Snooker: Higgins homes in on UK and world double

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The Independent Online
JOHN HIGGINS, the world No 1, assembled a six-frame winning streak to beat the 20-year-old Yorkshireman Paul Hunter in their UK championship semi-final. Victory over the 21-year-old Welshman Matthew Stevens in today's final would give him pounds 75,000 and complete a world and UK title double previously performed only by Steve Davis, Stephen Hendry and John Parrott.

Hunter, whose defence of the Welsh Open will take place in Cardiff in January, was left to rue the loss both of the last frame of the afternoon and the first of the evening. Leading 4-3 and 53-0, he missed a simple pink. Higgins replied with 53, was unfortunate to suffer a "kick" on the pink but forced an error in the ensuing safety duel from which he potted pink and black to level at 4-4 at the adjournment.

Hunter, 44-0 ahead, perfectly on the black and with a clear run to home in the first frame of the evening missed inexplicably. Higgins recovered to win the frame on the black and outscore Hunter 338-12 in the remaining four frames he required, making breaks of 49, 71, 101, and 89. "It was big first frame tonight" Higgins reflected.

Like Hunter, Matthew Stevens, the 21-year-old Welshman who beat the world No 19, Dave Harold, 9-7 in Friday's semi-final is a member of the Wheels in Motion management stable, so called because it is run by Geoff Faint, a victim of the thalidomide tragedy, whose lifetime in a wheelchair did not prevent him from winning a scholarship to Repton and, in due course, building up his promising business.

Stevens is a natural. When his father Morrell, a Carmarthen accountant, asked Terry Griffiths to look at him when he was nine, he found a cue action in which he saw nothing to alter. The former world champion's club in Llanelli, whose regular one-day tournaments make it a focal point for most serious players in south and west Wales, provides Stevens' daily practice base when he is not out on the road.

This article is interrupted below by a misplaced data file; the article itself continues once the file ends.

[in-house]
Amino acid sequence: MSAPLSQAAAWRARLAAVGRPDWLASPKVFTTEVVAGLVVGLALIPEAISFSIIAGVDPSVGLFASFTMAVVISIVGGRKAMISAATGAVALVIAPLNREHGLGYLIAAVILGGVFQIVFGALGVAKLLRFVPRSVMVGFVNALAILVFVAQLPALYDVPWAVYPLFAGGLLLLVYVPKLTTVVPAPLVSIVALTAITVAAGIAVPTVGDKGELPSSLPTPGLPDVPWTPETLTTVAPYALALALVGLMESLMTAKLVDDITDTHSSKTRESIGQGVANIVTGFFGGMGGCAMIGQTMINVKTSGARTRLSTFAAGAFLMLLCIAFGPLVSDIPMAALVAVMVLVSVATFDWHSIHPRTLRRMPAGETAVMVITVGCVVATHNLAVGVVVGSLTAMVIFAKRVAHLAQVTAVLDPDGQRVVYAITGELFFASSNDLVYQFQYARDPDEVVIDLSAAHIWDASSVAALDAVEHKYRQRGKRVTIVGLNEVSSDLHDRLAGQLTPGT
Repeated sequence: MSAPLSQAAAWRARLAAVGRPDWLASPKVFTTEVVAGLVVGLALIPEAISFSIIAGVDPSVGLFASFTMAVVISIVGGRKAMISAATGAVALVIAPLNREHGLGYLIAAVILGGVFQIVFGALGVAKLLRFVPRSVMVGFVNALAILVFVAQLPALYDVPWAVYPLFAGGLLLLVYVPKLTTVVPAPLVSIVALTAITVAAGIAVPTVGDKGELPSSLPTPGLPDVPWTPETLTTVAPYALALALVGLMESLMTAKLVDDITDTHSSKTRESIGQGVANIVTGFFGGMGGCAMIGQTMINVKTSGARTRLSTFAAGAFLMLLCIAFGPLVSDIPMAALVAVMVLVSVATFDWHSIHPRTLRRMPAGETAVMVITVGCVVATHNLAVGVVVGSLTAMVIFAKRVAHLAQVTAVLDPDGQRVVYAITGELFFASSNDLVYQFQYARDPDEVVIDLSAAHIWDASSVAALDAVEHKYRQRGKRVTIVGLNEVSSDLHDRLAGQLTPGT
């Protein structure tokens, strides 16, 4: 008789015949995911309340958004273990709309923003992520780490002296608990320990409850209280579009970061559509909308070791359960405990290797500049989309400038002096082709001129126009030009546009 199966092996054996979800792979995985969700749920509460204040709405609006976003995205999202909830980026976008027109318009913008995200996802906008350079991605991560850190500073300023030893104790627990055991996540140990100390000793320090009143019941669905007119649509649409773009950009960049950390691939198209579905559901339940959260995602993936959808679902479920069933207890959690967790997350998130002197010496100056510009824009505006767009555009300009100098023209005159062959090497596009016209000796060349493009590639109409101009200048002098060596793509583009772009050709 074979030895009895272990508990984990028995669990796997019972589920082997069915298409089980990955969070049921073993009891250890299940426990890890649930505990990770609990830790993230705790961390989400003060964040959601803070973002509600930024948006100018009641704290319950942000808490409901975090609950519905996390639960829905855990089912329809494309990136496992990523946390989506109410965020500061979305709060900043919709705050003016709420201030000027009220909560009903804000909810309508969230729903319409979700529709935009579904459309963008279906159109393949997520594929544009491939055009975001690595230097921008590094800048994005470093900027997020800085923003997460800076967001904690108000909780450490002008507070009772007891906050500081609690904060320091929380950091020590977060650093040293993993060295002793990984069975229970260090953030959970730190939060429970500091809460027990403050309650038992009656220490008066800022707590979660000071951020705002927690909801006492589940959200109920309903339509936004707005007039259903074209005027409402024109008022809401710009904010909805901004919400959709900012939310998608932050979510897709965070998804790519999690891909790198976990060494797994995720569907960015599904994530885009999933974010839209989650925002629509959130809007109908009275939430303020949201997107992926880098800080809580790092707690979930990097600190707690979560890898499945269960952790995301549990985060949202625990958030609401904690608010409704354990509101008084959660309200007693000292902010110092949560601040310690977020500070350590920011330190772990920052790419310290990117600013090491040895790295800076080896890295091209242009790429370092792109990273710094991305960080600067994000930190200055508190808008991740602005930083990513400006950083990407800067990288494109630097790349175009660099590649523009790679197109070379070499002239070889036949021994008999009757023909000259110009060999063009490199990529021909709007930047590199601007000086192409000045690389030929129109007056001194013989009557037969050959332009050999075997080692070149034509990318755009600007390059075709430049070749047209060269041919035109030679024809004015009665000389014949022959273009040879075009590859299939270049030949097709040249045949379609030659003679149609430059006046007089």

Two world ranking semi-finals and the world quarter-finals not only elevated him to 26th in the end of season rankings but made him a very strong candidate for a top 16 place when the list receives its annual revision, assessed on performances over two seasons, next spring.

With many of the big names departing early, the Welsh youngster did at times seem inhibited by the fear of bungling the opportunity which was opening up in front of him. He trailed Matthew Couch, the world No 78, 5-3 overnight before coming through their quarter-final 9-5, and hastily overreached for match ball and a 9-2 victory over Rod Lawler in the last 16. Having given himself a few needless twinges of anxiety, he was relieved to shake hands at 9-5 an hour later.

Stevens has, however, remained highly focused in his two tight finishes, making 135 to complete his 9-7 win over Bradley Jones in the first round and 72 (in response to Harold's 60) for the pink ball win which sealed his 9-7 semi-final success.

Stevens has everything it takes to be a top player and he is rapidly learning the lessons which only experience can provide.

Off-table, the conflict between establishment and anti-establishment forces continues unabated. The recently reformed Snooker Writers Association, outraged by the "aggressive attitude" of one of the governing body's media officials towards two of its members, has informed the WPBSA chairman Rex Williams that "we will no longer use sponsors' names at any tournaments until a full apology has been issued".

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